Early on in our marriage, Anna and I decided we were one day going to adopt children. We were going to have a few biological children and then adopt a few. It sounded like a great plan and I probably meant it too. It turns out a lot of well-intentioned people like me say this and never end up adopting. If we are all being honest, it feels good to say and mean this but actually following through and adopting is harder and requires more effort than anyone could anticipate. And that probably would have been our story. It's likely that we would have had some of our own children and then called it a day.
It's been my experience that life has been harder and more challenging than I ever thought it would be. Anna and I did end up having a child. She was beautiful and perfect and we wanted more just like her.
Cancer had other ideas.
When our daughter was nearly 1 Anna was diagnosed with lymphoma and her nearly yearlong battle with it left her infertile. The fight took an emotional toll as well and there was a period after beating cancer where merely existing felt like a victory. Three years after remission Anna was tired of just existing and wanted to add to our family. Suddenly, our long ago wish to add to our family through adoption was looking more like a reality.
There is a story about how we came to this conclusion but I will condense it to one sentence: Anna and I, independent of each other, felt like God was making it clear to us that we should become foster parents. So we took the necessary classes, went through the interviews and on December 26, 2012 we received a call that a 3 year old girl would be coming to our home. She arrived that night and never left. The adoption was finalized on August 18, 2015. She's very bright, extremely extroverted and friendly, loves to sing and dance. She's athletic and naturally gifted at gymnastics. She is also bi-racial and Anna and I are white.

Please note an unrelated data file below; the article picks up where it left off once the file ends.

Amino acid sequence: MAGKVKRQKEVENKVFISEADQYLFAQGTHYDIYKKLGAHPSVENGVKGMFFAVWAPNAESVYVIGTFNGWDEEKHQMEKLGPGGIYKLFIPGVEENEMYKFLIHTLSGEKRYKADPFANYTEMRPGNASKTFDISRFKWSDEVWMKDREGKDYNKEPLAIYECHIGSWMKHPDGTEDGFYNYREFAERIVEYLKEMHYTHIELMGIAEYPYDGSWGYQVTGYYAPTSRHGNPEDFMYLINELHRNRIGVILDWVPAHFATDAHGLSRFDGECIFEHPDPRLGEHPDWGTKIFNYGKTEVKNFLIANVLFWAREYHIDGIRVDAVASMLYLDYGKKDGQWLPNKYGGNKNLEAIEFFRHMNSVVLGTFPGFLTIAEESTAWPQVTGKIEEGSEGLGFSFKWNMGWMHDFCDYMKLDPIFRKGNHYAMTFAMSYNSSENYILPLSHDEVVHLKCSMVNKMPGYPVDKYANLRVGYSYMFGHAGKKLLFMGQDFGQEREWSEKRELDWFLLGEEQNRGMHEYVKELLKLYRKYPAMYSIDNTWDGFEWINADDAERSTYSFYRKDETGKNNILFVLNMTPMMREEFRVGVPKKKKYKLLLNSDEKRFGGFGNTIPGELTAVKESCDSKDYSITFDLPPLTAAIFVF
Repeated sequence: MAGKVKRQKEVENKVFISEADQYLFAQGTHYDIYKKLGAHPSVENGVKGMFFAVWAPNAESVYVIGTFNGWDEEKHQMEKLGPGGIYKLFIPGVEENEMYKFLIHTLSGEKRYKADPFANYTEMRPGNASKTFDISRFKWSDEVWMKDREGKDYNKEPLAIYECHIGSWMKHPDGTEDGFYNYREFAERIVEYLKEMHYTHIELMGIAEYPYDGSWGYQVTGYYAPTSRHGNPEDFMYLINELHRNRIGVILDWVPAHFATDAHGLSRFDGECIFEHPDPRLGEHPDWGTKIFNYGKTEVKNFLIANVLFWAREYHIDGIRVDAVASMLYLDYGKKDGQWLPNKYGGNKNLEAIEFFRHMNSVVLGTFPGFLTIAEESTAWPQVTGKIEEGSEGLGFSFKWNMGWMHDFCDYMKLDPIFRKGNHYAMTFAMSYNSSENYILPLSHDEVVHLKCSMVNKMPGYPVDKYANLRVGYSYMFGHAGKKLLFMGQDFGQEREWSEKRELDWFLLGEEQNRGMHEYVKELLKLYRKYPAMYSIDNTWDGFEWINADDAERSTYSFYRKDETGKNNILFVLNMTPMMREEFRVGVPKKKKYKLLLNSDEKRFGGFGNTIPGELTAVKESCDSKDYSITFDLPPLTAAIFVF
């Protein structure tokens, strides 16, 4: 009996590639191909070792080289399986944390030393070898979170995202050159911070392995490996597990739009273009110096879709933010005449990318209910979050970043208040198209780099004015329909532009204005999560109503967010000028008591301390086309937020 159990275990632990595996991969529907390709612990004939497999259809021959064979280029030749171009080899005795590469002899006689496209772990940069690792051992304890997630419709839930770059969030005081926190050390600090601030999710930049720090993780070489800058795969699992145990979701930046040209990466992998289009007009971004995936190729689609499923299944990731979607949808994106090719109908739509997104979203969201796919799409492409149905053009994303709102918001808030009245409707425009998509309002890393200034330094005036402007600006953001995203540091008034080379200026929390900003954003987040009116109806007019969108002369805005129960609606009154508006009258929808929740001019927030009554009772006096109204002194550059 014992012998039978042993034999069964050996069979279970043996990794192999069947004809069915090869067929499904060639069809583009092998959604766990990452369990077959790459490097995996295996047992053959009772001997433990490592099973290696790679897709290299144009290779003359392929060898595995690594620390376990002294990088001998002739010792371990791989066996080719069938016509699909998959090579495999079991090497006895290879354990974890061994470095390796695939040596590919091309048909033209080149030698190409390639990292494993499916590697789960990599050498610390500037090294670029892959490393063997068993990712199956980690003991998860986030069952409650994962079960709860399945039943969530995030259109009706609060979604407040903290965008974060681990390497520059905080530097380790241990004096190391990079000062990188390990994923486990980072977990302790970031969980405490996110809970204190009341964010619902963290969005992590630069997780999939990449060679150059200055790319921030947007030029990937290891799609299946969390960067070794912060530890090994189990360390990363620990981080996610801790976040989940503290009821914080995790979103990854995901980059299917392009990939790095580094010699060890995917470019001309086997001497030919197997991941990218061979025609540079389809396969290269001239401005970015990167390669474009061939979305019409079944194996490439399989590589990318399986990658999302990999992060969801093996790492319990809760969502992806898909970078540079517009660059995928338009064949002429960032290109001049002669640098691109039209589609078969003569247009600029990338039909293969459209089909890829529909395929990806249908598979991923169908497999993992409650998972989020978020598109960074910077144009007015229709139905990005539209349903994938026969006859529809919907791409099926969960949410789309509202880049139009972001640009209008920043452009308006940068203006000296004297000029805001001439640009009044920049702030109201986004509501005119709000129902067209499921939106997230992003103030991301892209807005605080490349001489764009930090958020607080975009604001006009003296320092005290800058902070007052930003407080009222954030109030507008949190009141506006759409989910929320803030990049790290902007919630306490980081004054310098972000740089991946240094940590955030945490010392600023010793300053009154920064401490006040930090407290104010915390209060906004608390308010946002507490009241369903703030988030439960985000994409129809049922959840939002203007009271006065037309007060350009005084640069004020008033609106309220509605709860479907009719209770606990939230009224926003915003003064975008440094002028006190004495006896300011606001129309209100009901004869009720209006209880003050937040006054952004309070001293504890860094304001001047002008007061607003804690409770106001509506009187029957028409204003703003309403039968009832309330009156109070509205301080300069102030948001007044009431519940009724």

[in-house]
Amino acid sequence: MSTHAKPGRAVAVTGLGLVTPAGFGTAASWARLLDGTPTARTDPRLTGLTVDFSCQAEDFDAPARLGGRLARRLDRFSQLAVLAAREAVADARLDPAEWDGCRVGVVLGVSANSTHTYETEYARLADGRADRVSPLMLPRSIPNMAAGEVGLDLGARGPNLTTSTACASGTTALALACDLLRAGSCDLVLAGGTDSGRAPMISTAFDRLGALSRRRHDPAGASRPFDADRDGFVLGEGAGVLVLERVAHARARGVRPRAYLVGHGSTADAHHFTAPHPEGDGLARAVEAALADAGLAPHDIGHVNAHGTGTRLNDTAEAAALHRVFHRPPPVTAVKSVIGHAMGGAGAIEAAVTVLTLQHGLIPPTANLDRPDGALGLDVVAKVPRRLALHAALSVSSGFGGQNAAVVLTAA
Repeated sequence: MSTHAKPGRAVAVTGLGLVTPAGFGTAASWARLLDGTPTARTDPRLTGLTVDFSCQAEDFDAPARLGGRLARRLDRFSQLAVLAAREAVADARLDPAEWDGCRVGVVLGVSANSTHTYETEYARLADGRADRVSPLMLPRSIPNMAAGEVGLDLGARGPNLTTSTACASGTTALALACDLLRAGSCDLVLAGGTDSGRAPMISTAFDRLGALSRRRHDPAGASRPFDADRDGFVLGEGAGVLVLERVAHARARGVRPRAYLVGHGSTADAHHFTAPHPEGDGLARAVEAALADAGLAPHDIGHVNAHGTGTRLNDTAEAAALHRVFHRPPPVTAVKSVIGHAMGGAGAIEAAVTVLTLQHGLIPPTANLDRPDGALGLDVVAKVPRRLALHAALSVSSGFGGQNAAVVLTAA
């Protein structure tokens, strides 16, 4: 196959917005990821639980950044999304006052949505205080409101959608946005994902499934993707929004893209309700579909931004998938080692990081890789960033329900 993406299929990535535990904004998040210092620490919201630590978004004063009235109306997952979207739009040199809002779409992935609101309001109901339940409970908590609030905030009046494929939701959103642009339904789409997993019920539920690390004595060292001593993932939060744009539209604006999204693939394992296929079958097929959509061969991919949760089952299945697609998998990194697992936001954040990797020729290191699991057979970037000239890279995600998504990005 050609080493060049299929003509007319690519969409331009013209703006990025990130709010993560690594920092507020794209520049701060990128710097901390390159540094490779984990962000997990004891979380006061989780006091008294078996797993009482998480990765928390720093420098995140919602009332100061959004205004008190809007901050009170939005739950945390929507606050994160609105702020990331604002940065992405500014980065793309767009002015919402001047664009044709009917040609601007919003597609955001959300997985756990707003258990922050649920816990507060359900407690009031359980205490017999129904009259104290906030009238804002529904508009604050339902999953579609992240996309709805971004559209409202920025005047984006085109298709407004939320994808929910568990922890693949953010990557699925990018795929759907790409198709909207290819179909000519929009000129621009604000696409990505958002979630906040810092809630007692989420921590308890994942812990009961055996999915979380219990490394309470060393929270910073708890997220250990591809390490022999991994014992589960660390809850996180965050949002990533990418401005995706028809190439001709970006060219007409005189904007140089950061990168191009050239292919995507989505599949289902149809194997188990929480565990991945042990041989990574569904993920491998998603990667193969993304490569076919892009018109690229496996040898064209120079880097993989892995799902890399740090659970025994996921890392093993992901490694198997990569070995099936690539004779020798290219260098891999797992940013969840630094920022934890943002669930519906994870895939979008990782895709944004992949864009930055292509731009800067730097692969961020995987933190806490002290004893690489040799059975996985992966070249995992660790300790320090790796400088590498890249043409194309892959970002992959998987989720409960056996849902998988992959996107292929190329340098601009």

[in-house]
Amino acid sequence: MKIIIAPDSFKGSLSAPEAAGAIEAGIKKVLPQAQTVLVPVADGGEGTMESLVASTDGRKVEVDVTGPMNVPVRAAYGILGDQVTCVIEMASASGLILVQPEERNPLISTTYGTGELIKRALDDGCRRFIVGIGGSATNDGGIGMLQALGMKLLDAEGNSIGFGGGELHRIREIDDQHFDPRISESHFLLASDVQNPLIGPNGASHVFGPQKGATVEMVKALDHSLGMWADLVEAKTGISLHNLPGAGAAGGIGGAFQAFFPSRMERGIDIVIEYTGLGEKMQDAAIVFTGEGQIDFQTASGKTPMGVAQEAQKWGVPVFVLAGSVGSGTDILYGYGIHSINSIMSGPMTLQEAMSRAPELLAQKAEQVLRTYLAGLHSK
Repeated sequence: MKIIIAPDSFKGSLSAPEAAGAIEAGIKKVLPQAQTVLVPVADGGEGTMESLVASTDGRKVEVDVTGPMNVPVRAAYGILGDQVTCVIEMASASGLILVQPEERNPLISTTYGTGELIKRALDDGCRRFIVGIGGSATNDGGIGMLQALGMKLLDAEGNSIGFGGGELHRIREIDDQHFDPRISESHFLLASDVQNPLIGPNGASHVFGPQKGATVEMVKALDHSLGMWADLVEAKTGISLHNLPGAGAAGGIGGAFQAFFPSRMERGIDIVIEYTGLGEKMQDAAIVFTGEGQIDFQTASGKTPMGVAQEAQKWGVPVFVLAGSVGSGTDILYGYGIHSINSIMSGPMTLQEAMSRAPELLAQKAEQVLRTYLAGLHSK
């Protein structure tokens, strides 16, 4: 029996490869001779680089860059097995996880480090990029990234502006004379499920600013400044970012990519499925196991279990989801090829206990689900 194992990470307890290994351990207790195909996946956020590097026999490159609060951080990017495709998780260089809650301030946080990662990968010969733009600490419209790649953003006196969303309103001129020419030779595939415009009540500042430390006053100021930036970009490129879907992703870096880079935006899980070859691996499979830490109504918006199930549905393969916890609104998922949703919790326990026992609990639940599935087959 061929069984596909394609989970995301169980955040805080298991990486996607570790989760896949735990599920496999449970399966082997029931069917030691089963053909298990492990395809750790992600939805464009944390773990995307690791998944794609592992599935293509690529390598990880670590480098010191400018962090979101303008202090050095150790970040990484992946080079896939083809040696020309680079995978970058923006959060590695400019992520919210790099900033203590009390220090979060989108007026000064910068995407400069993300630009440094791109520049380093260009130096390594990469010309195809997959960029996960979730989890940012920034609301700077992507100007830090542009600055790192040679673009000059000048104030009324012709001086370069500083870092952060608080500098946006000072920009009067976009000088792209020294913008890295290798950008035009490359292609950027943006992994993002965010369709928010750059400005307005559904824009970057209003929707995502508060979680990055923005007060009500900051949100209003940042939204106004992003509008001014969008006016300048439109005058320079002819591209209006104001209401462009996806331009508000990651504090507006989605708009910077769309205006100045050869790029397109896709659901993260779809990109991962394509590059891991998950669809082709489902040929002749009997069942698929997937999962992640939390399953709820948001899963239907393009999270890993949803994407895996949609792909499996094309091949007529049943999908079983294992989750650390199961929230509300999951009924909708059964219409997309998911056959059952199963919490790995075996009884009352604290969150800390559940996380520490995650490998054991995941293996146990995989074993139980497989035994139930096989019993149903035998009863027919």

What's the big deal, right? We live in the Pacific Northwest which, for the most part, is a hotbed of progressive ideas. Not only have I never received one negative comment about our daughter but I don't recall ever hearing more than a few innocent passing references to her ethnicity. The fact is I don't believe I have ever had one conversation with anyone regarding the differences between her skin color and ours. That may sound surprising to people that live in different parts of the United States but, from my experiences, that seems fairly...normal.
I still live in the town where I grew up. It is a university town and one gets the sense that us locals are proud of its reputation as a community full of progressives and liberals. For better or for worse, it is a place where political correctness reigns. And, truthfully, I love it here. There is a reason I've never left - it's a wonderful town. But it is also a town in which I grew up rarely discussing race. For one thing, it was and still is a very white town (84% of the population is white, according to Wikipedia). For another thing, it wasn't "polite" conversation. In an effort to swing as far away from overtly racist ideas and talk we, instead, didn't really talk about race at all. The thought is that everyone is the same so why bring up our differences?